I recently attended my Amherst College ('67) reunion. It was an occasion to catch up with old friends, but I was also saddened by a recitation of the names of too many classmates who had passed away before their time. This reunion, however, was notable for its distinctly political focus on the many other men and women who are being killed well before their time. The organizers had scheduled a symposium on the political evolution of our generation. Our generation ended its college days fixated on Vietnam. For most students today, Iraq seems at most a distant distraction. These generational differences constitute a special challenge to those of us whose early political commitments were so heavily shaped by Vietnam.
Commentators remind us that military strength in Vietnam peaked at about half a million men, whereas US troop strength in Iraq may reach only 170,000. These figures however, are deceiving. The US presence in Iraq now also includes approximately 125,000 employees of private contractors, most of whom are performing functions once carried out by active duty military personnel.
With nearly two thirds of the highest Vietnam era military presence in Iraq, with occupation expenditures topping one hundred billion a year, and with daily reports of substantial US casualties and no signs of "progress" -- except to the president -- comparisons with Vietnam-era politics are irresistible. Two years before my graduation, Amherst gained national notoriety when five graduating seniors publicly stood up and exited Defense Secretary Robert McNamara's commencement address. By the time of my graduation, President Johnson faced the prospect of an anti-war challenge to his own re-nomination. Months later he stepped aside.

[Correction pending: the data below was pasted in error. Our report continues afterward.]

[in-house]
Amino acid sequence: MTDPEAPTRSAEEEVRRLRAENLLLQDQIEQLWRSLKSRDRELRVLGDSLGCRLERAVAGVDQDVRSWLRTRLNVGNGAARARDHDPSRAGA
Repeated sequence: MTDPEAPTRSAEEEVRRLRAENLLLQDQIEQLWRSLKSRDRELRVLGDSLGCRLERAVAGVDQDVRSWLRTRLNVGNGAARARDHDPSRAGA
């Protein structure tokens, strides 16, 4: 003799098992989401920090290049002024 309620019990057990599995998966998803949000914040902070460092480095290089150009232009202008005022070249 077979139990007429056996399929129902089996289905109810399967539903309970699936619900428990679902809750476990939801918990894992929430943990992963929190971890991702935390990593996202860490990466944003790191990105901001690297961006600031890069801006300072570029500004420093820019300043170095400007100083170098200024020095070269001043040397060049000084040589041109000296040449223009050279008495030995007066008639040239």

President Bush has recently been granted funding to continue a war that many of the Democratic majority pledged to end. Why is there no political movement that might give the Democrats the spine to provide more than a temporary inconvenience to the president?
The increasingly incestuous relationship between mainstream media and the administration is one factor. The Bush administration was clever enough to embed reporters during field operations and prevent pictures of caskets or body bags. The US media have always been cheerleaders for war, but today it is even harder for them to jump off the ship. By 1968, longtime CBS Evening News anchorman Walter Cronkite had become disabused of his government's portrayal of the war and presented footage that challenged prevailing Pentagon reports.
Today star media players, like Dan Rather, seem able to express dissent -- if ever -- only on leaving their positions. Media as institutions are just as embedded as their correspondents. TV networks are part of vast conglomerates and depend on administration approval for new mergers and acquisitions. They also rely on direct government subsidy, license renewals, and trade treaties -- all of which exert a huge impact on the bottom line. The very definition of journalism has become altered, with journalists viewing success in terms of access to high administration officials. Inside gossip and personal style trump issues as subjects of media attention.